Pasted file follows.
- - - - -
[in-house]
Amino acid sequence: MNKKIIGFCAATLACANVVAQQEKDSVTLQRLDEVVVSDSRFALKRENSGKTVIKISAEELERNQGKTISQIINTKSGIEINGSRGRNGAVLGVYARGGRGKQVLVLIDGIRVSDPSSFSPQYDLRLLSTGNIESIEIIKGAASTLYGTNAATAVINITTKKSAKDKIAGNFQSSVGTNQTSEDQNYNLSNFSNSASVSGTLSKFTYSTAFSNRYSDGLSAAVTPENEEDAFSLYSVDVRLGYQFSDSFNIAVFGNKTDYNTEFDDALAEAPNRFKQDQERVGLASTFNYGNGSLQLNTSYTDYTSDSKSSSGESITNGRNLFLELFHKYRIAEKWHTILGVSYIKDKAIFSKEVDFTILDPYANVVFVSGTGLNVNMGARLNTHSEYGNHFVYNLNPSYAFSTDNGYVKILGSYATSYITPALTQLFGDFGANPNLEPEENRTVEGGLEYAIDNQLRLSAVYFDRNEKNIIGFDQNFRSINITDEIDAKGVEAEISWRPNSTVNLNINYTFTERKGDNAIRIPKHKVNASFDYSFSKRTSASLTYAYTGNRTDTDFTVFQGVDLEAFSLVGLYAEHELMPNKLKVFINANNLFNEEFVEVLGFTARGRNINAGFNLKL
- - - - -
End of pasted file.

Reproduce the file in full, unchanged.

[in-house]
Amino acid sequence: MNKKIIGFCAATLACANVVAQQEKDSVTLQRLDEVVVSDSRFALKRENSGKTVIKISAEELERNQGKTISQIINTKSGIEINGSRGRNGAVLGVYARGGRGKQVLVLIDGIRVSDPSSFSPQYDLRLLSTGNIESIEIIKGAASTLYGTNAATAVINITTKKSAKDKIAGNFQSSVGTNQTSEDQNYNLSNFSNSASVSGTLSKFTYSTAFSNRYSDGLSAAVTPENEEDAFSLYSVDVRLGYQFSDSFNIAVFGNKTDYNTEFDDALAEAPNRFKQDQERVGLASTFNYGNGSLQLNTSYTDYTSDSKSSSGESITNGRNLFLELFHKYRIAEKWHTILGVSYIKDKAIFSKEVDFTILDPYANVVFVSGTGLNVNMGARLNTHSEYGNHFVYNLNPSYAFSTDNGYVKILGSYATSYITPALTQLFGDFGANPNLEPEENRTVEGGLEYAIDNQLRLSAVYFDRNEKNIIGFDQNFRSINITDEIDAKGVEAEISWRPNSTVNLNINYTFTERKGDNAIRIPKHKVNASFDYSFSKRTSASLTYAYTGNRTDTDFTVFQGVDLEAFSLVGLYAEHELMPNKLKVFINANNLFNEEFVEVLGFTARGRNINAGFNLKL